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The Department of Truth #12

75
Comicscore Index
Generally favorable ratings

Based on 8 critic ratings.

Publication Date
Publisher
Format
Kindle Edition
Print Lenght
27 pages
Language
English
Price
$1.99
Amazon ASIN
B096GB15GK

13%
25%
63%
8 Critic Ratings & Reviews from:
  • 100

    DC Comics News

    The Department of Truth #12 is another great chapter of a series that is quite unlike anything else I’ve ever read. This is the kind of story that messes with your head, but in a way that leaves you eager for the next issue to do mess with your head even more.

  • 100

    Big Comic Page

    I’ve read some truly brilliant comics this year, but Department of Truth is sitting right at the very top of that list. And with four months left of the year, its going to take something very, very special to knock it off first place.

  • 100

    Big Comic Page

    I’ve read some truly brilliant comics this year, but Department of Truth is sitting right at the very top of that list. And with four months left of the year, its going to take something very, very special to knock it off first place.

  • 92

    The Super Powered Fancast

    The Story: James Tynion IV is absolutely masterful at drawing in the reader and surprising him/her at every turn. This story is brilliantly done and filled with tension throughout. The plot moves beautifully and the twists and turns throughout kept me guessing right up to the very end. This is a great look at who we are as a society and the power of belief. This story is important and just incredibly fun and entertaining to read. I love the cliffhanger that the story ends on and cannot wait for what’s next.

    The Art: Simmonds is amazing as an artist and this story showcases that in spades. Not only did I enjoy the throwback style in the beginning of the issue, but the seamless transition to the stark reality of the present was brilliantly done.

  • 90

    Forces Of Geek

    The story by James Tynion IV is something else. I feel like this book answers a lot of questions and sets up a ton more. Just the way I like things. The art is okay but it takes me out of the experience as it always seems to do.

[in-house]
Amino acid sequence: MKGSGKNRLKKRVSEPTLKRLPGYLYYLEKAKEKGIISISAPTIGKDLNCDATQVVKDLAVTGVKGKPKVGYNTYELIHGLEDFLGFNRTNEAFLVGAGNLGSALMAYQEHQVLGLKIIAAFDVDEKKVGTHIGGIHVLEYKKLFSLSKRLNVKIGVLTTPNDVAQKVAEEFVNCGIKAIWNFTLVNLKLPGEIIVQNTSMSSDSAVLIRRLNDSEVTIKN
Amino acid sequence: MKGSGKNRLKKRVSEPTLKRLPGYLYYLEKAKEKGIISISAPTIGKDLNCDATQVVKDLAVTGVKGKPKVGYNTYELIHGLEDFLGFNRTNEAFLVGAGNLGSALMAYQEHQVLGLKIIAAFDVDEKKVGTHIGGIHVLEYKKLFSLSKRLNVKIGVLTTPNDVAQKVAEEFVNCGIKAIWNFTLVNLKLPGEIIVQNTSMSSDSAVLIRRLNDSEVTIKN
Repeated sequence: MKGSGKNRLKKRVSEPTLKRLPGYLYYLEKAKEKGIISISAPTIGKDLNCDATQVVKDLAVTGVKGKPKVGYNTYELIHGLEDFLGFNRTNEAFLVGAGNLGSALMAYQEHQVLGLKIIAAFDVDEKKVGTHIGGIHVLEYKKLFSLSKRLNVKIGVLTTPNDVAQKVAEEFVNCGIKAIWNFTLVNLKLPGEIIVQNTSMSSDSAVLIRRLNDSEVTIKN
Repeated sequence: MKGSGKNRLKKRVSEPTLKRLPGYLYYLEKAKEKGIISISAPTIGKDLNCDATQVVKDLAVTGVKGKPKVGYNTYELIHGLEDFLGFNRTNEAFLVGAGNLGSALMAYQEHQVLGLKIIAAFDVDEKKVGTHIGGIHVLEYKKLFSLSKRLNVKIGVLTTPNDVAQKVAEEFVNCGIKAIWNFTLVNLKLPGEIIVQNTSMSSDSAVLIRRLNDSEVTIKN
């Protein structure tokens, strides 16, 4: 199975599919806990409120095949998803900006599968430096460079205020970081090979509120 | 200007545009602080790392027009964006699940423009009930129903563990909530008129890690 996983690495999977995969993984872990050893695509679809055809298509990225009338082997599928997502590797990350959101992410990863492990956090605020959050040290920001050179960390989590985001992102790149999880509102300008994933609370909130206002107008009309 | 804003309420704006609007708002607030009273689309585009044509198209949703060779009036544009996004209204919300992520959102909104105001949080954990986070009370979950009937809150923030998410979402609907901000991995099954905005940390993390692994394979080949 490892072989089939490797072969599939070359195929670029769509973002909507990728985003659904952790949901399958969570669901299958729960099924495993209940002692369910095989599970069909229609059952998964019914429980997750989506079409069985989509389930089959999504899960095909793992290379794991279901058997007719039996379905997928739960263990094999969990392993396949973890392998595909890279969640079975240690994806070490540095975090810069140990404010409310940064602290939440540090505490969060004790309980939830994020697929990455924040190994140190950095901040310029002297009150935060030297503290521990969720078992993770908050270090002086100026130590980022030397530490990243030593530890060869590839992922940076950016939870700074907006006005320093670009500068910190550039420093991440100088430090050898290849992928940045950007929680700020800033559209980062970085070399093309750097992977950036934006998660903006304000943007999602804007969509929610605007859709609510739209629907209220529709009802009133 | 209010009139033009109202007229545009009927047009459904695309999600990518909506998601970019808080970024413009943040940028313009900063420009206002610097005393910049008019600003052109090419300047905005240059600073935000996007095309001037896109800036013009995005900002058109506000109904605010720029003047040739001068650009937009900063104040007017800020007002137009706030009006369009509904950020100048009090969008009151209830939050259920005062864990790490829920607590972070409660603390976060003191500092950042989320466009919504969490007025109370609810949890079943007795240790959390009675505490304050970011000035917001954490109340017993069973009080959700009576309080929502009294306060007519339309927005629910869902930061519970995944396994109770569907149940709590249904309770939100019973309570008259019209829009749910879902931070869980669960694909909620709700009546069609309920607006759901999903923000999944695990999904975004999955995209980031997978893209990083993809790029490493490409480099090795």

• 80

    You Don't Read Comics

    So Cole and Hawk are going to Milwaukee in Black Helicopters that only sort of exist. This can safely be mentioned at the end of the review as the revelations in the issue dont really have anything to do with the direction of the series, which ends up being a bit of a problem for it. The central action of the series isnt centrally squared on the main conflicts. The stories that are being told in the text ARE interesting, but theyre not whats going on in the accompanying art, which makes for a bit of a disconnect between text and graphics.

  • 75

    COMICON

    More exposition on the nature of belief and tulpas, but after twelve issues it’s beginning to feel repetitive. Thankfully Martin Simmonds’ art saves the day once more.

  • 50

    ComicBook.com

    The “Vile” storyline reaches its conclusion in a very fitting Batman-esque manner. At the end of last issue, Batman was seemingly taken over by the Vile parasite that has plagued him for several weeks. As Batman struggles to deal with the parasite’s effects, he still has to contend with both the Penguin and Roland Worth’s continued quest of vengeance. Things end on a mostly clean note, with a rather trite explanation that comes straight out of the “Batman with enough prep time can beat anyone” department. The Task Force Z backup story is only slightly better, with a whole lot of meandering towards a goal without revealing what that goal actually is. Honestly, this is probably the weakest Detective Comics in recent months.

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